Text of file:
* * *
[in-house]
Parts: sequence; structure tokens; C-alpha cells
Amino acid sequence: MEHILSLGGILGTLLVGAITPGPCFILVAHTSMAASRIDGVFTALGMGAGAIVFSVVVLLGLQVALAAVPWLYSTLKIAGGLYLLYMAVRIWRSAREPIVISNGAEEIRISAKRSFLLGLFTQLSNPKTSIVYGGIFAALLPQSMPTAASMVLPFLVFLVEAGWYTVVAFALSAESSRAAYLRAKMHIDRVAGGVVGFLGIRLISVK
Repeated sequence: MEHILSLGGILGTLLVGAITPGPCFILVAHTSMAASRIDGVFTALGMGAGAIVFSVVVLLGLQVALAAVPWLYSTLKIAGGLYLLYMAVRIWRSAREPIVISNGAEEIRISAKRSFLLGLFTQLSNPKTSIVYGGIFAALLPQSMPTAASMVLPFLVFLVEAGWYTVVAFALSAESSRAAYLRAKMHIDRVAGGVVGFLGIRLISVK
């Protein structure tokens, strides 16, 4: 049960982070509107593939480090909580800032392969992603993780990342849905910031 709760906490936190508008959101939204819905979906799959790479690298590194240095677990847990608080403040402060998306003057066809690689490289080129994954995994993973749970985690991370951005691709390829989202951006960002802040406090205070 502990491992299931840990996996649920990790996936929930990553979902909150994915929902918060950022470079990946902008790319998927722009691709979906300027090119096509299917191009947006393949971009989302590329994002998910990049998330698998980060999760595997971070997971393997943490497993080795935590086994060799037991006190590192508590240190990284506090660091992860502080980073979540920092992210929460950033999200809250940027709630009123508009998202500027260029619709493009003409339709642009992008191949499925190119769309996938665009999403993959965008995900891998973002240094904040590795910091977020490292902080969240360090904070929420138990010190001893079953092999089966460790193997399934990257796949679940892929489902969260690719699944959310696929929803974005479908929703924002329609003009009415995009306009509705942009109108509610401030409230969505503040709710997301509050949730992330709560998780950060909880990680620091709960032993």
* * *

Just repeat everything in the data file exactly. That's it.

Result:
[in-house]
Parts: sequence; structure tokens; C-alpha cells
Amino acid sequence: MEHILSLGGILGTLLVGAITPGPCFILVAHTSMAASRIDGVFTALGMGAGAIVFSVVVLLGLQVALAAVPWLYSTLKIAGGLYLLYMAVRIWRSAREPIVISNGAEEIRISAKRSFLLGLFTQLSNPKTSIVYGGIFAALLPQSMPTAASMVLPFLVFLVEAGWYTVVAFALSAESSRAAYLRAKMHIDRVAGGVVGFLGIRLISVK
Repeated sequence: MEHILSLGGILGTLLVGAITPGPCFILVAHTSMAASRIDGVFTALGMGAGAIVFSVVVLLGLQVALAAVPWLYSTLKIAGGLYLLYMAVRIWRSAREPIVISNGAEEIRISAKRSFLLGLFTQLSNPKTSIVYGGIFAALLPQSMPTAASMVLPFLVFLVEAGWYTVVAFALSAESSRAAYLRAKMHIDRVAGGVVGFLGIRLISVK
């Protein structure tokens, strides 16, 4: 049960982070509107593939480090909580800032392969992603993780990342849905910031 709760906490936190508008959101939204819905979906799959790479690298590194240095677990847990608080403040402060998306003057066809690689490289080129994954995994993973749970985690991370951005691709390829989202951006960002802040406090205070 502990491992299931840990996996649920990790996936929930990553979902909150994915929902918060950022470079990946902008790319998927722009691709979906300027090119096509299917191009947006393949971009989302590329994002998910990049998330698998980060999760595997971070997971393997943490497993080795935590086994060799037991006190590192508590240190990284506090660091992860502080980073979540920092992210929460950033999200809250940027709630009123508009998202500027260029619709493009003409339709642009992008191949499925190119769309996938665009999403993959965008995900891998973002240094904040590795910091977020490292902080969240360090904070929420138990010190001893079953092999089966460790193997399934990257796949679940892929489902969260690719699944959310696929929803974005479908929703924002329609003009009415995009306009509705942009109108509610401030409230969505503040709710997301509050949730992330709560998780950060909880990680620091709960032993």